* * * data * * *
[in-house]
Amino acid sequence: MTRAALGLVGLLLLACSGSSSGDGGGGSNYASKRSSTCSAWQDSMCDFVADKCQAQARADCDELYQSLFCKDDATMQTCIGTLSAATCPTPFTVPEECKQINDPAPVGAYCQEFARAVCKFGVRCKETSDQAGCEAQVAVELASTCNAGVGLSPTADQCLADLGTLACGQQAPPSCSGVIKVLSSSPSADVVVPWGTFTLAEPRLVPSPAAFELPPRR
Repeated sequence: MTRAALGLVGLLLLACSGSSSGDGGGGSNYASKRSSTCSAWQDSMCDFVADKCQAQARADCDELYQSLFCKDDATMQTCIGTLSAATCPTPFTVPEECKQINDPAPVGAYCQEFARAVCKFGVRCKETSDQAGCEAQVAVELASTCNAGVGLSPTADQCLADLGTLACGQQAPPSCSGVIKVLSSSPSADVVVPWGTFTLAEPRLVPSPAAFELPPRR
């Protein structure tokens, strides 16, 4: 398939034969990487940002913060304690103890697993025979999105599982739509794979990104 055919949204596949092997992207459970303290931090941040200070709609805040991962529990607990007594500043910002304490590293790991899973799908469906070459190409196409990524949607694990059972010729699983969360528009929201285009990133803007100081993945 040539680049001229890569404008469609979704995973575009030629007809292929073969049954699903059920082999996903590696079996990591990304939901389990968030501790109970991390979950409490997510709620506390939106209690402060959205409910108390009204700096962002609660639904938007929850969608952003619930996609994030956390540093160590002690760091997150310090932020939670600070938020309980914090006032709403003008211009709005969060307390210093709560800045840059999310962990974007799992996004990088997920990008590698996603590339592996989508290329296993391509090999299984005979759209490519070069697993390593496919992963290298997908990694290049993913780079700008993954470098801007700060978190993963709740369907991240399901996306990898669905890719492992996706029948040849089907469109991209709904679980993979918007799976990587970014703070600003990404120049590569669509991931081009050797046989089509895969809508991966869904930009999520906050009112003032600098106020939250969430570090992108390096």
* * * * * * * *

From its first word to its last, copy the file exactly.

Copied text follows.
[in-house]
Amino acid sequence: MTRAALGLVGLLLLACSGSSSGDGGGGSNYASKRSSTCSAWQDSMCDFVADKCQAQARADCDELYQSLFCKDDATMQTCIGTLSAATCPTPFTVPEECKQINDPAPVGAYCQEFARAVCKFGVRCKETSDQAGCEAQVAVELASTCNAGVGLSPTADQCLADLGTLACGQQAPPSCSGVIKVLSSSPSADVVVPWGTFTLAEPRLVPSPAAFELPPRR
Repeated sequence: MTRAALGLVGLLLLACSGSSSGDGGGGSNYASKRSSTCSAWQDSMCDFVADKCQAQARADCDELYQSLFCKDDATMQTCIGTLSAATCPTPFTVPEECKQINDPAPVGAYCQEFARAVCKFGVRCKETSDQAGCEAQVAVELASTCNAGVGLSPTADQCLADLGTLACGQQAPPSCSGVIKVLSSSPSADVVVPWGTFTLAEPRLVPSPAAFELPPRR
């Protein structure tokens, strides 16, 4: 398939034969990487940002913060304690103890697993025979999105599982739509794979990104 055919949204596949092997992207459970303290931090941040200070709609805040991962529990607990007594500043910002304490590293790991899973799908469906070459190409196409990524949607694990059972010729699983969360528009929201285009990133803007100081993945 040539680049001229890569404008469609979704995973575009030629007809292929073969049954699903059920082999996903590696079996990591990304939901389990968030501790109970991390979950409490997510709620506390939106209690402060959205409910108390009204700096962002609660639904938007929850969608952003619930996609994030956390540093160590002690760091997150310090932020939670600070938020309980914090006032709403003008211009709005969060307390210093709560800045840059999310962990974007799992996004990088997920990008590698996603590339592996989508290329296993391509090999299984005979759209490519070069697993390593496919992963290298997908990694290049993913780079700008993954470098801007700060978190993963709740369907991240399901996306990898669905890719492992996706029948040849089907469109991209709904679980993979918007799976990587970014703070600003990404120049590569669509991931081009050797046989089509895969809508991966869904930009999520906050009112003032600098106020939250969430570090992108390096």